Every Kid in a Park: Plan Your Trip!

It's never too early to start planning your family trip to a national park. You can make your children feel like an even bigger part of the adventure by letting them help you plan the trip. This year is an especially great time for 4th graders to visit national parks, as they've been granted free access to all national parks, national forests and national wildlife refuges.

Every Kid in a Park 2015-2016

 

 

 

 

 

 

 

 

 

 

During the 2015-2016 school year, every 4th grader in the United States can download a free pass to federal parks, lands and waters. This is a White House initiative to encourage 4th graders and their families to visit our national parks and experience our country's rich national treasures.

The pass is valid from September 1, 2015 to August 31, 2016, so there is plenty of time to plan a trip and go exploring. Even if you don't have a child who qualifies for the free national parks pass, visiting preserved lands is a great way to spend time together.

Whether you live close to a park you'd like to visit or want to take a road trip across the country, here are seven ways to get your child involved in the travel planning.

1. Choosing Lodging


Will you be camping, staying in a hotel or visiting friends and family? A 4th grader is capable of searching the internet for ‘Camping near Yosemite National Park' and evaluating the options. This is a great opportunity to discuss budget and amenity preferences. They can make a pros/cons list of the various options (swimming pool, free breakfasts, close to trailheads) and then prioritize them according to your family's travel needs.

2. Navigating Maps


Looking at a map is an opportunity to talk about direction, distance, parts of a map and different kinds of maps. Along the way you might need a road map for the drive, a hiking map for the trails and a campground map for the site selection. Feel free to highlight liberally. Just mastering the challenge of 'finding yourself' on a map is a great lifelong skill. If your 4th grader is artistic, they can try making their own map and add labels that are important to them. "I caught a fish here." Or "This is where we saw the moose."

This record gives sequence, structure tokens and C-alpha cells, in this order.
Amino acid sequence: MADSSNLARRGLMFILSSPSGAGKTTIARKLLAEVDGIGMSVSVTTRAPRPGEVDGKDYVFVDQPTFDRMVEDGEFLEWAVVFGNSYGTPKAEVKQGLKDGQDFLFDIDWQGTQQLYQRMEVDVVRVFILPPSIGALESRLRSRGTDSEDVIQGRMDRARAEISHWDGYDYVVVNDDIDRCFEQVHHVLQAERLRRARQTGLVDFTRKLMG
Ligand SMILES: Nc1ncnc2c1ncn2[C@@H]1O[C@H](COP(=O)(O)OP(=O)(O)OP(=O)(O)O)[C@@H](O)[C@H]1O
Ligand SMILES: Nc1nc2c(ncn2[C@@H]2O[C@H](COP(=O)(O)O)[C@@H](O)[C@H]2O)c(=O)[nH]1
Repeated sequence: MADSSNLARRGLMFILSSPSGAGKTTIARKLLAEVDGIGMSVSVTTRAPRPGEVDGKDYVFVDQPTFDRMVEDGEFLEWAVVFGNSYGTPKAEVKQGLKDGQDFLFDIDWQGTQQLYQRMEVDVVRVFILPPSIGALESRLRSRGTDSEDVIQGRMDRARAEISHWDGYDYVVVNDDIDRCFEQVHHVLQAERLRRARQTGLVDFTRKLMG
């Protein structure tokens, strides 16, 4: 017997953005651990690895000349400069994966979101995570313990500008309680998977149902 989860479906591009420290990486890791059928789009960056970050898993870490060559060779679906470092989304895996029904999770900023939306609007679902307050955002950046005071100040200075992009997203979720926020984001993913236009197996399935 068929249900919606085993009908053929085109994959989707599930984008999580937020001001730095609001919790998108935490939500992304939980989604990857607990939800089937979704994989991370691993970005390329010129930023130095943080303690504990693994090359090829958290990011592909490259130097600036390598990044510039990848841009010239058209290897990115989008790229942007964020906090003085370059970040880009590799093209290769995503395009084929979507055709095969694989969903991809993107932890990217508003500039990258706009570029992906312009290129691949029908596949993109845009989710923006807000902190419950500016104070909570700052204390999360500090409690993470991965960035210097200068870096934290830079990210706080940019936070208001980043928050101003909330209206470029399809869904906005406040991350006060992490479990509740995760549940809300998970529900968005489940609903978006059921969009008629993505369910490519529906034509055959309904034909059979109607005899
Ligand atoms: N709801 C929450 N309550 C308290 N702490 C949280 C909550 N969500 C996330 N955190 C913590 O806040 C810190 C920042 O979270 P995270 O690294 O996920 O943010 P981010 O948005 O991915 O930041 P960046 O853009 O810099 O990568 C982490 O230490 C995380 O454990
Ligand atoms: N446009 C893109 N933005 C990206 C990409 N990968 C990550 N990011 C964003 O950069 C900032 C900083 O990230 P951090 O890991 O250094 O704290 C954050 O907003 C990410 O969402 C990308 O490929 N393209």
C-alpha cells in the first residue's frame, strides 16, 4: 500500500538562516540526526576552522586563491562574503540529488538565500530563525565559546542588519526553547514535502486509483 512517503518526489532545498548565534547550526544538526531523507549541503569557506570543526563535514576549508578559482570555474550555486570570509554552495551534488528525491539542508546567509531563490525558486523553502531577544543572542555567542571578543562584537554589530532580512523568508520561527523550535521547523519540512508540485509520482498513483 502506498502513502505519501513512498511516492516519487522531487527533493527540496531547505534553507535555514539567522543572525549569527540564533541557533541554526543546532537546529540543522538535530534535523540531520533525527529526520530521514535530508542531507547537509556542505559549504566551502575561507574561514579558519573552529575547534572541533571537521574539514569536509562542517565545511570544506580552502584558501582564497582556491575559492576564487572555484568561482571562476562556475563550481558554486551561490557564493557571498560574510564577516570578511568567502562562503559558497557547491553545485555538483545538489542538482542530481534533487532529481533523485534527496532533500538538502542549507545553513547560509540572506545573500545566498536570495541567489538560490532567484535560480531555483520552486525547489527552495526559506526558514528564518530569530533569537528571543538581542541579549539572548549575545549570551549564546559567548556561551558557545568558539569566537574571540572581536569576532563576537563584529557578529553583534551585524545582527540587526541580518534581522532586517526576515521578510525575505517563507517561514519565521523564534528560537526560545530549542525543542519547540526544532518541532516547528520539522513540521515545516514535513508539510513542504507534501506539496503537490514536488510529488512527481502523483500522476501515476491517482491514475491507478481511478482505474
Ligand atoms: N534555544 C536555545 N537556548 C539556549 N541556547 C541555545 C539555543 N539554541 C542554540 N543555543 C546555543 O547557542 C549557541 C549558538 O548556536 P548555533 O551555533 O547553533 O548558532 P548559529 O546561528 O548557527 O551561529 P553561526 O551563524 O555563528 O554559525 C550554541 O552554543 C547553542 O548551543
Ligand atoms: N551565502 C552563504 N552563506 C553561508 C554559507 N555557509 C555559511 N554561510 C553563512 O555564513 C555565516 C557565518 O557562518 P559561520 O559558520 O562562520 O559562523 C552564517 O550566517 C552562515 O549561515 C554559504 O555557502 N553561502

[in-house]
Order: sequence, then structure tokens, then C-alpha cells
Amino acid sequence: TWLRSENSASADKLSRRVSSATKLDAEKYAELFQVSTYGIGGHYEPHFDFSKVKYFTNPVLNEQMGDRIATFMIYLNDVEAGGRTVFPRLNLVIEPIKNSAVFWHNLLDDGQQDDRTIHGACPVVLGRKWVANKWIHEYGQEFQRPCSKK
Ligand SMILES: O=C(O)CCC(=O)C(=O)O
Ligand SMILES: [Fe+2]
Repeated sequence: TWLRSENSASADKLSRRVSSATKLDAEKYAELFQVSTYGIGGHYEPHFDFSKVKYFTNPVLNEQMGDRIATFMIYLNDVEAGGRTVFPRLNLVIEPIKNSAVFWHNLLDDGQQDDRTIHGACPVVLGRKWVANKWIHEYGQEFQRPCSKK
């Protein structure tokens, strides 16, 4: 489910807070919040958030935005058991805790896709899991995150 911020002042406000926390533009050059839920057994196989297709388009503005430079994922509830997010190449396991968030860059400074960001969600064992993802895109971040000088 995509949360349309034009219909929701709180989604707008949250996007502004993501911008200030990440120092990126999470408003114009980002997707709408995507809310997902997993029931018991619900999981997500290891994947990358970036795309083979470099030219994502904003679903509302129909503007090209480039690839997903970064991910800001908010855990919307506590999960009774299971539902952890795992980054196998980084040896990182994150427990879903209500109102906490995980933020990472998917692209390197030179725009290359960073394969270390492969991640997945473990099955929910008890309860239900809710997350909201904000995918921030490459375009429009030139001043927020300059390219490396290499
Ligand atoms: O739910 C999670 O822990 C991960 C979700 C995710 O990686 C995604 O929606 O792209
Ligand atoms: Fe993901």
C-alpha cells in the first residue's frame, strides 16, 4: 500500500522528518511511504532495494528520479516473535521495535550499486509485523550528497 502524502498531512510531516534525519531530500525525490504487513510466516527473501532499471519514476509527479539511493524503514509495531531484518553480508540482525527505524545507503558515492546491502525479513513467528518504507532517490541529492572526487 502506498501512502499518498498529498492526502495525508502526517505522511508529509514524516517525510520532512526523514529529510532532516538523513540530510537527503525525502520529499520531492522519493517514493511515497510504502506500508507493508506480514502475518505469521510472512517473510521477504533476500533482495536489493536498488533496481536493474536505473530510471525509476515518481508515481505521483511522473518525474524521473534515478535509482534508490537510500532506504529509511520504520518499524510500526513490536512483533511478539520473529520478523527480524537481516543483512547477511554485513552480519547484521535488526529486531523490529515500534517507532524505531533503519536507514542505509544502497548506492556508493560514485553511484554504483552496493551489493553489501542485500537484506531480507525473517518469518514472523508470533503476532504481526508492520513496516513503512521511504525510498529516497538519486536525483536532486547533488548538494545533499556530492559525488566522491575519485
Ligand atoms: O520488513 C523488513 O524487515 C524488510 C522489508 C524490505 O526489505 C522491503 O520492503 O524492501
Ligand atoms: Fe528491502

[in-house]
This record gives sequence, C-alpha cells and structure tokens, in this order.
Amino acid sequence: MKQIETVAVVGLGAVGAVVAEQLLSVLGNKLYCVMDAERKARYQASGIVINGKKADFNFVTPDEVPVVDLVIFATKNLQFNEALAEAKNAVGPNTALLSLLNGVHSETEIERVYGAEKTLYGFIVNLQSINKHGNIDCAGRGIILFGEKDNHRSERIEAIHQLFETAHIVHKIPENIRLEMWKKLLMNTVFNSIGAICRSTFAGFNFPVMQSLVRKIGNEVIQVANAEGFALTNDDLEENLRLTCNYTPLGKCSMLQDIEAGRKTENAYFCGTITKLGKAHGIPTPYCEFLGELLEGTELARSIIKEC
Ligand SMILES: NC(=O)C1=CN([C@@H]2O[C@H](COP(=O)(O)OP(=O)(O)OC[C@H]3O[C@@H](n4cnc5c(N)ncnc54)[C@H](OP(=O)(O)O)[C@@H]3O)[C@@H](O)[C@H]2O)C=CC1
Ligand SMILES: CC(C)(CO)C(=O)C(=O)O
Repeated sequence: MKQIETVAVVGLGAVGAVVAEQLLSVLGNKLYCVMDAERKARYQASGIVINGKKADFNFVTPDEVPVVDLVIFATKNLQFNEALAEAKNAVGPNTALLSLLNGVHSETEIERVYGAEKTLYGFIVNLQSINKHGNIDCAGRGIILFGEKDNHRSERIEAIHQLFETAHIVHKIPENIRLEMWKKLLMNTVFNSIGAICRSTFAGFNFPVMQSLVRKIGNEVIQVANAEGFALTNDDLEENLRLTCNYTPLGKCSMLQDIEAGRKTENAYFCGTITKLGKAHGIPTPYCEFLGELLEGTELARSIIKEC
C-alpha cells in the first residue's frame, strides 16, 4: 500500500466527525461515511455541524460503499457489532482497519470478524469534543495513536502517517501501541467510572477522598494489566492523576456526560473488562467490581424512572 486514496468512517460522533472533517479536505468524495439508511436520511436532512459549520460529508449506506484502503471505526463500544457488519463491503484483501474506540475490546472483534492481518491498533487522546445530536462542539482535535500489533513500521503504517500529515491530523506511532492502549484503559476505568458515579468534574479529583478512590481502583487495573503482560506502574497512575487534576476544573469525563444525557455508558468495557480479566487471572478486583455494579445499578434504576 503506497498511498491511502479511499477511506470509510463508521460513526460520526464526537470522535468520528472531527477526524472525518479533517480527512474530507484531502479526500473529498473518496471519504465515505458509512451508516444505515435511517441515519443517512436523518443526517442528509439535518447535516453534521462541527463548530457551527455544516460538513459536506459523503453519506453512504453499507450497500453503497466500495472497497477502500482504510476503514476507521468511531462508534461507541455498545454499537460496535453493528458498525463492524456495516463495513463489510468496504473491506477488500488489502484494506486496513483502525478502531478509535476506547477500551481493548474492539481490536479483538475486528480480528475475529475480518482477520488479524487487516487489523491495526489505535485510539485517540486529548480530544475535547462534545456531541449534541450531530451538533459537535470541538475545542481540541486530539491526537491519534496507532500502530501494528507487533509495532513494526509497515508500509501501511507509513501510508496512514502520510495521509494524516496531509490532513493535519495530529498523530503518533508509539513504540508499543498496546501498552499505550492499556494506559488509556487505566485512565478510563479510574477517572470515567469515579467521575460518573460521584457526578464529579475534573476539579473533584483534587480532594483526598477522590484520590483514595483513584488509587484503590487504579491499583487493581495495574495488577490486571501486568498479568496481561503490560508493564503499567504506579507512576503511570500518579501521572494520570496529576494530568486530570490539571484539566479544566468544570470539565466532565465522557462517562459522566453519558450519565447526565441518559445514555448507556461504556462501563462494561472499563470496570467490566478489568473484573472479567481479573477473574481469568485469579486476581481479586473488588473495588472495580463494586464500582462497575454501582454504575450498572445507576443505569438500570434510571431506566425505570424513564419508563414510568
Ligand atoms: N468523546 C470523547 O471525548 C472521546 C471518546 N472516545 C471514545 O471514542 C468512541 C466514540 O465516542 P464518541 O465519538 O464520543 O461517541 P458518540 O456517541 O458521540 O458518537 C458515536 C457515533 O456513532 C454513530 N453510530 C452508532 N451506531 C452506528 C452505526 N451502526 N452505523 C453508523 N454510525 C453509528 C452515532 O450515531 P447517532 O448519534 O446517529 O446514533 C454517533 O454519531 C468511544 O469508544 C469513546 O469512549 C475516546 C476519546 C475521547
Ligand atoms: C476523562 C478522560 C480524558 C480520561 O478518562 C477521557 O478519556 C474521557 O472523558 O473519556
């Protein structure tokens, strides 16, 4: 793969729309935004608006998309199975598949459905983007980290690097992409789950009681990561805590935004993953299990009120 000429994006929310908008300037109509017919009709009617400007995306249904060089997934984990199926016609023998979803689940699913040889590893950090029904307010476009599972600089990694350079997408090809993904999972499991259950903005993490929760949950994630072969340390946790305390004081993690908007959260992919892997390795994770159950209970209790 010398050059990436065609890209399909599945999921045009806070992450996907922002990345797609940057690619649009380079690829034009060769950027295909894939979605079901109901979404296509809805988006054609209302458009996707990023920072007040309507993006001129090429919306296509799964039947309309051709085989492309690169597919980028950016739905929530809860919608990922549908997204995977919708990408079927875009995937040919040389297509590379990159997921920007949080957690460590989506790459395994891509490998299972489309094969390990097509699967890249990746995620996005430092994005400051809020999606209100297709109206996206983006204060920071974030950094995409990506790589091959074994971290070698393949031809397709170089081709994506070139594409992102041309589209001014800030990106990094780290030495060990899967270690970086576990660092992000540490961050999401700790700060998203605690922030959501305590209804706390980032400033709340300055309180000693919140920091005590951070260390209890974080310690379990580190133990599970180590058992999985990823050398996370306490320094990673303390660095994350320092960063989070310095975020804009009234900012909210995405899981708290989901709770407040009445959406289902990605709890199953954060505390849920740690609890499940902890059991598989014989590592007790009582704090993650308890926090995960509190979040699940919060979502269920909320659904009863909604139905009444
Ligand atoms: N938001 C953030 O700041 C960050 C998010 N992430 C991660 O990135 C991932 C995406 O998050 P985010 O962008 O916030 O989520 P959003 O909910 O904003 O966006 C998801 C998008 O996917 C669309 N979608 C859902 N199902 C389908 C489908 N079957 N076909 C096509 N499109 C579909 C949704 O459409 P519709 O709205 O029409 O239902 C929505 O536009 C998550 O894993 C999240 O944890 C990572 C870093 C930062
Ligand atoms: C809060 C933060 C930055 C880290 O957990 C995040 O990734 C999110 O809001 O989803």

3. Finding Ranger-Led Programs


Every National Park has a plethora of programs that are kid-friendly. Your 4th grader can check the schedule ahead of time for the Junior Ranger programs and other Ranger-led activities. Rangers are a wealth of knowledge and love to answer questions. Depending on the park you select, there might be programs about Native Americans, wolves, fossils, Civil War history or volcanoes.

4. Signing up for Tours


Be sure to sign up for tours ahead of time if possible because they really expand the visitor experience and make amazing memories. Imagine being able to climb through actual Anasazi cliff dwellings in Mesa Verde National Park or see alligators up close and personal on a tram ride in Everglades National Park. Participating in activities like these is much better than just buying the postcard!

5. Using Visitor's Centers


Each National Park has a Visitor Center (or several) that offers educational experiences. Many times there are movies, dioramas, self-guided tours and help desks where your 4th grader can learn more about their interests.

6. Making Packing Lists


Once you have selected a park, it is time to make a packing list. Your 4th grader can research weather, consider outings and decide if they need snow pants, swimming suit, rain coat or water shoes. Take a look at Sierra Trading Post's family camping checklist to make sure you don't forget anything!

7. Researching National Parks through Books


There are many national parks, each with their own history and reason for being important to our country's past and future. Here are a few books that our family has discovered that 4th graders will enjoy.

Whichever National Park you choose to visit, you'll have a great time and by having your child help with the planning; they will learn even more from the experience. Happy Trails!

What family trips do you have in the works? Are you planning to visit any national parks? Let us know in the comments!

*Featured image photo by Loco Steve. This image was modified.
Holly Collingwood
posted by
Holly Collingwood
Holly Collingwood is a freelance writer based in Fort Collins, Colo. She loves hiking, skiing, gardening, jelly beans and homemade guacamole. She grew up in Alaska, Montana and Oregon and was completely spoiled by their glorious mountains and wide skies. Find her on Twitter: @WriteColl
Share
Join the Conversation
Name
Comment